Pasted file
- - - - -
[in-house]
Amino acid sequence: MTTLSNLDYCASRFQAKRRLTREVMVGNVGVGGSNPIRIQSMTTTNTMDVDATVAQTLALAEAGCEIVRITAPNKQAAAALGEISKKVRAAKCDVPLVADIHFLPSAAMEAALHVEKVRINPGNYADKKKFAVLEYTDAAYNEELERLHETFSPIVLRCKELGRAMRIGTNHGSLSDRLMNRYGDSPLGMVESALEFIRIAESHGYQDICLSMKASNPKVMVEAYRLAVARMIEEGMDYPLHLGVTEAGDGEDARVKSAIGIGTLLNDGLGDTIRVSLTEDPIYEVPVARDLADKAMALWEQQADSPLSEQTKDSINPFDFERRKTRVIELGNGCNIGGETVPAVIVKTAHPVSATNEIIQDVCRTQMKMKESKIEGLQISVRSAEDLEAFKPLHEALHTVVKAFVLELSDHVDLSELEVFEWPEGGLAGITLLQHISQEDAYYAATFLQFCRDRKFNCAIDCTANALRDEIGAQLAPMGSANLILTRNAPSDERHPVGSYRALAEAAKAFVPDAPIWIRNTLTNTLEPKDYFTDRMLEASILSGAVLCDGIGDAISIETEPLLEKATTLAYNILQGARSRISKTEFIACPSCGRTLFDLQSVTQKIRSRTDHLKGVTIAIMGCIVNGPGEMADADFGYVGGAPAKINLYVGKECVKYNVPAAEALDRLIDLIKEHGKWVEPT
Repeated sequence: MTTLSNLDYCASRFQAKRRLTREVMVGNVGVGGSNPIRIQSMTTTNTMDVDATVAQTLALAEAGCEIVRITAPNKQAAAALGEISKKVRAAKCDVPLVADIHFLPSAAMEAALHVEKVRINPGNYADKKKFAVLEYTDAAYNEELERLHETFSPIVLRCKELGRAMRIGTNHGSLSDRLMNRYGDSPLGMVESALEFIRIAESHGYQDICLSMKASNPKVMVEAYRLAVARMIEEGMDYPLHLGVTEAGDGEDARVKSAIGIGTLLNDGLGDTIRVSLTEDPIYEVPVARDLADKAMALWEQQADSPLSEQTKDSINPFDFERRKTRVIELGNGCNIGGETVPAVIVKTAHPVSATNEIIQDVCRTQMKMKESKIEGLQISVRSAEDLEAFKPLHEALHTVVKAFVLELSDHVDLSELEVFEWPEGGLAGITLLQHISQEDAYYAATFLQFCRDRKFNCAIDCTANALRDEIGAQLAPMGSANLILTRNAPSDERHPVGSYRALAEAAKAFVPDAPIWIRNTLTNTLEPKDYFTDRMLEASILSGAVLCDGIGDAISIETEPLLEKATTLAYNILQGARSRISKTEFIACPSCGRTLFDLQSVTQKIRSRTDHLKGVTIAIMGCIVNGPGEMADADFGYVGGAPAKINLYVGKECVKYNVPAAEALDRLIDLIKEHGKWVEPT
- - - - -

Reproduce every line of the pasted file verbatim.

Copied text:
[in-house]
Amino acid sequence: MTTLSNLDYCASRFQAKRRLTREVMVGNVGVGGSNPIRIQSMTTTNTMDVDATVAQTLALAEAGCEIVRITAPNKQAAAALGEISKKVRAAKCDVPLVADIHFLPSAAMEAALHVEKVRINPGNYADKKKFAVLEYTDAAYNEELERLHETFSPIVLRCKELGRAMRIGTNHGSLSDRLMNRYGDSPLGMVESALEFIRIAESHGYQDICLSMKASNPKVMVEAYRLAVARMIEEGMDYPLHLGVTEAGDGEDARVKSAIGIGTLLNDGLGDTIRVSLTEDPIYEVPVARDLADKAMALWEQQADSPLSEQTKDSINPFDFERRKTRVIELGNGCNIGGETVPAVIVKTAHPVSATNEIIQDVCRTQMKMKESKIEGLQISVRSAEDLEAFKPLHEALHTVVKAFVLELSDHVDLSELEVFEWPEGGLAGITLLQHISQEDAYYAATFLQFCRDRKFNCAIDCTANALRDEIGAQLAPMGSANLILTRNAPSDERHPVGSYRALAEAAKAFVPDAPIWIRNTLTNTLEPKDYFTDRMLEASILSGAVLCDGIGDAISIETEPLLEKATTLAYNILQGARSRISKTEFIACPSCGRTLFDLQSVTQKIRSRTDHLKGVTIAIMGCIVNGPGEMADADFGYVGGAPAKINLYVGKECVKYNVPAAEALDRLIDLIKEHGKWVEPT
Repeated sequence: MTTLSNLDYCASRFQAKRRLTREVMVGNVGVGGSNPIRIQSMTTTNTMDVDATVAQTLALAEAGCEIVRITAPNKQAAAALGEISKKVRAAKCDVPLVADIHFLPSAAMEAALHVEKVRINPGNYADKKKFAVLEYTDAAYNEELERLHETFSPIVLRCKELGRAMRIGTNHGSLSDRLMNRYGDSPLGMVESALEFIRIAESHGYQDICLSMKASNPKVMVEAYRLAVARMIEEGMDYPLHLGVTEAGDGEDARVKSAIGIGTLLNDGLGDTIRVSLTEDPIYEVPVARDLADKAMALWEQQADSPLSEQTKDSINPFDFERRKTRVIELGNGCNIGGETVPAVIVKTAHPVSATNEIIQDVCRTQMKMKESKIEGLQISVRSAEDLEAFKPLHEALHTVVKAFVLELSDHVDLSELEVFEWPEGGLAGITLLQHISQEDAYYAATFLQFCRDRKFNCAIDCTANALRDEIGAQLAPMGSANLILTRNAPSDERHPVGSYRALAEAAKAFVPDAPIWIRNTLTNTLEPKDYFTDRMLEASILSGAVLCDGIGDAISIETEPLLEKATTLAYNILQGARSRISKTEFIACPSCGRTLFDLQSVTQKIRSRTDHLKGVTIAIMGCIVNGPGEMADADFGYVGGAPAKINLYVGKECVKYNVPAAEALDRLIDLIKEHGKWVEPT